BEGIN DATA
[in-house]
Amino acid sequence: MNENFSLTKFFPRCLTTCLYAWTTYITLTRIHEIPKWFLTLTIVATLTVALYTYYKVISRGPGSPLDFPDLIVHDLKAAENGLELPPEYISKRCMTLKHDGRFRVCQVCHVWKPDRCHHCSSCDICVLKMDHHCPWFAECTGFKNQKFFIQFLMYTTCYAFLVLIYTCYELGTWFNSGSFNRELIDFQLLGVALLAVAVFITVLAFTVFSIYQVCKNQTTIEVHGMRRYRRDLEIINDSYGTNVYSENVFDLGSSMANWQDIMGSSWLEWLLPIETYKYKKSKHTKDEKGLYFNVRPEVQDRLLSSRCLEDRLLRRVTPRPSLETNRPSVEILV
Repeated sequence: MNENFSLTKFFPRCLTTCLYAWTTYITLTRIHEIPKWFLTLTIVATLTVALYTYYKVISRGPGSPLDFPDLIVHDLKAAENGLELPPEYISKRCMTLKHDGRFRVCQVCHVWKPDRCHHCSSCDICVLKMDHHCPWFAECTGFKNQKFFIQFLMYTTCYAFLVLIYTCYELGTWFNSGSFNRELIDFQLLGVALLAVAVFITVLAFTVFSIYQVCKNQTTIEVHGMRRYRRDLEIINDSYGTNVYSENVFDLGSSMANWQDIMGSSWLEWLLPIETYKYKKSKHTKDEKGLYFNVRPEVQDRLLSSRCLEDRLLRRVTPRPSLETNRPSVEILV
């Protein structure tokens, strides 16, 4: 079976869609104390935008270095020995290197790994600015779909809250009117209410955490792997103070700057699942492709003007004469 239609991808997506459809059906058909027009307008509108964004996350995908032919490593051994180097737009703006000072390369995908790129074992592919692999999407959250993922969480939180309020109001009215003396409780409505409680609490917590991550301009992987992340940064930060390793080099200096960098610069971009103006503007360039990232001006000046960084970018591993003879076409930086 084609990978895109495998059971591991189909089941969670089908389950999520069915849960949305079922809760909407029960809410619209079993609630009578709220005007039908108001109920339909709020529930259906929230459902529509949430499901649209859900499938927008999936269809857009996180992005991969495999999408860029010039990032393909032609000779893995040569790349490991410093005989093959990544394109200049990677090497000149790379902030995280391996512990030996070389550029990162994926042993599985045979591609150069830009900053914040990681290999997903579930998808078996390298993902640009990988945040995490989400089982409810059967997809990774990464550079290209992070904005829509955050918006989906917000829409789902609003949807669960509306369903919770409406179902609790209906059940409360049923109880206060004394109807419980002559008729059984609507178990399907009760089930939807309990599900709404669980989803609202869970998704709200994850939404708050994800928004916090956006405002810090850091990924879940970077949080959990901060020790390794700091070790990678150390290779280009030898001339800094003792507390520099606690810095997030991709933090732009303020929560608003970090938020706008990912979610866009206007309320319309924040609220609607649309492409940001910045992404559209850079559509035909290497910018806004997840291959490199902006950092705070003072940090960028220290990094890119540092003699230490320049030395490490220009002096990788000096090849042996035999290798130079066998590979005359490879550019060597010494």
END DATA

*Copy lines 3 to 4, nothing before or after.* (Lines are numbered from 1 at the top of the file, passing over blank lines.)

Repeated sequence: MNENFSLTKFFPRCLTTCLYAWTTYITLTRIHEIPKWFLTLTIVATLTVALYTYYKVISRGPGSPLDFPDLIVHDLKAAENGLELPPEYISKRCMTLKHDGRFRVCQVCHVWKPDRCHHCSSCDICVLKMDHHCPWFAECTGFKNQKFFIQFLMYTTCYAFLVLIYTCYELGTWFNSGSFNRELIDFQLLGVALLAVAVFITVLAFTVFSIYQVCKNQTTIEVHGMRRYRRDLEIINDSYGTNVYSENVFDLGSSMANWQDIMGSSWLEWLLPIETYKYKKSKHTKDEKGLYFNVRPEVQDRLLSSRCLEDRLLRRVTPRPSLETNRPSVEILV
């Protein structure tokens, strides 16, 4: 079976869609104390935008270095020995290197790994600015779909809250009117209410955490792997103070700057699942492709003007004469 239609991808997506459809059906058909027009307008509108964004996350995908032919490593051994180097737009703006000072390369995908790129074992592919692999999407959250993922969480939180309020109001009215003396409780409505409680609490917590991550301009992987992340940064930060390793080099200096960098610069971009103006503007360039990232001006000046960084970018591993003879076409930086 084609990978895109495998059971591991189909089941969670089908389950999520069915849960949305079922809760909407029960809410619209079993609630009578709220005007039908108001109920339909709020529930259906929230459902529509949430499901649209859900499938927008999936269809857009996180992005991969495999999408860029010039990032393909032609000779893995040569790349490991410093005989093959990544394109200049990677090497000149790379902030995280391996512990030996070389550029990162994926042993599985045979591609150069830009900053914040990681290999997903579930998808078996390298993902640009990988945040995490989400089982409810059967997809990774990464550079290209992070904005829509955050918006989906917000829409789902609003949807669960509306369903919770409406179902609790209906059940409360049923109880206060004394109807419980002559008729059984609507178990399907009760089930939807309990599900709404669980989803609202869970998704709200994850939404708050994800928004916090956006405002810090850091990924879940970077949080959990901060020790390794700091070790990678150390290779280009030898001339800094003792507390520099606690810095997030991709933090732009303020929560608003970090938020706008990912979610866009206007309320319309924040609220609607649309492409940001910045992404559209850079559509035909290497910018806004997840291959490199902006950092705070003072940090960028220290990094890119540092003699230490320049030395490490220009002096990788000096090849042996035999290798130079066998590979005359490879550019060597010494």